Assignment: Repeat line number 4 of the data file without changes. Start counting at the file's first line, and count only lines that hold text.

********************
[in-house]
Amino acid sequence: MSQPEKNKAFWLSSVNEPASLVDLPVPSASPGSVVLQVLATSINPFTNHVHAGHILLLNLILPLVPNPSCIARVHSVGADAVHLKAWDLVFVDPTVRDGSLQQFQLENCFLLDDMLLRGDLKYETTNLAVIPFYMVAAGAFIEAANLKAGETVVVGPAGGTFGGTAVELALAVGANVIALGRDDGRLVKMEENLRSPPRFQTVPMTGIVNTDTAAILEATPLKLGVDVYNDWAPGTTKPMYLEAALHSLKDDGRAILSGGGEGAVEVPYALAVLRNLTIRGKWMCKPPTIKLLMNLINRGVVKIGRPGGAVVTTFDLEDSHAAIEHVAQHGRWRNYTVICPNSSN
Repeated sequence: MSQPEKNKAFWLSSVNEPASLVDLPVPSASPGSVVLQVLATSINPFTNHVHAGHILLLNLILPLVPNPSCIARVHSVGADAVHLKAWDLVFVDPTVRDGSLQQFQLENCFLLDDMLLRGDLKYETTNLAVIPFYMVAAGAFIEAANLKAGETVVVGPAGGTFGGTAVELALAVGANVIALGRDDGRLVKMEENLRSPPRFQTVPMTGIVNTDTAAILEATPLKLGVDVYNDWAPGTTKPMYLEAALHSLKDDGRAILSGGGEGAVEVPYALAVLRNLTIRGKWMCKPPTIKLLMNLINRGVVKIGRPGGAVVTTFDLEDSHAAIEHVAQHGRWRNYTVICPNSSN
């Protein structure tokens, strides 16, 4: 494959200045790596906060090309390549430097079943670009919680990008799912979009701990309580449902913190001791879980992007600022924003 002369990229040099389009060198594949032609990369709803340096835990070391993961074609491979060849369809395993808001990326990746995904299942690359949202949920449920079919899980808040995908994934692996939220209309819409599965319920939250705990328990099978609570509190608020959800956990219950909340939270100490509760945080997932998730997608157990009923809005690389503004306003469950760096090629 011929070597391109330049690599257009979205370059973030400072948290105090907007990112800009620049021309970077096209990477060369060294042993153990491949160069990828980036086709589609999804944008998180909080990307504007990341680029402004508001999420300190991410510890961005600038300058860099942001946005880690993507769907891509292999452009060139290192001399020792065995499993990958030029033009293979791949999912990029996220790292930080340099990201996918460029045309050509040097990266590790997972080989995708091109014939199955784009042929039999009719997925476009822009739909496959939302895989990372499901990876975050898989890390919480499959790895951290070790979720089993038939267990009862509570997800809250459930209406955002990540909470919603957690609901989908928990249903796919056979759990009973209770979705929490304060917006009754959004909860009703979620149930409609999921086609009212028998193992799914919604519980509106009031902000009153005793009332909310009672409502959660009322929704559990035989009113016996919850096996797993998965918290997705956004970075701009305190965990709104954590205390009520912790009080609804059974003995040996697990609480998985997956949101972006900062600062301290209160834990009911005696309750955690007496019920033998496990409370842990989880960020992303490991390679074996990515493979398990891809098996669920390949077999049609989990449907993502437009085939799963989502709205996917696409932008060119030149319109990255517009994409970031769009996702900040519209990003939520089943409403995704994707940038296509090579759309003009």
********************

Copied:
């Protein structure tokens, strides 16, 4: 494959200045790596906060090309390549430097079943670009919680990008799912979009701990309580449902913190001791879980992007600022924003 002369990229040099389009060198594949032609990369709803340096835990070391993961074609491979060849369809395993808001990326990746995904299942690359949202949920449920079919899980808040995908994934692996939220209309819409599965319920939250705990328990099978609570509190608020959800956990219950909340939270100490509760945080997932998730997608157990009923809005690389503004306003469950760096090629 011929070597391109330049690599257009979205370059973030400072948290105090907007990112800009620049021309970077096209990477060369060294042993153990491949160069990828980036086709589609999804944008998180909080990307504007990341680029402004508001999420300190991410510890961005600038300058860099942001946005880690993507769907891509292999452009060139290192001399020792065995499993990958030029033009293979791949999912990029996220790292930080340099990201996918460029045309050509040097990266590790997972080989995708091109014939199955784009042929039999009719997925476009822009739909496959939302895989990372499901990876975050898989890390919480499959790895951290070790979720089993038939267990009862509570997800809250459930209406955002990540909470919603957690609901989908928990249903796919056979759990009973209770979705929490304060917006009754959004909860009703979620149930409609999921086609009212028998193992799914919604519980509106009031902000009153005793009332909310009672409502959660009322929704559990035989009113016996919850096996797993998965918290997705956004970075701009305190965990709104954590205390009520912790009080609804059974003995040996697990609480998985997956949101972006900062600062301290209160834990009911005696309750955690007496019920033998496990409370842990989880960020992303490991390679074996990515493979398990891809098996669920390949077999049609989990449907993502437009085939799963989502709205996917696409932008060119030149319109990255517009994409970031769009996702900040519209990003939520089943409403995704994707940038296509090579759309003009």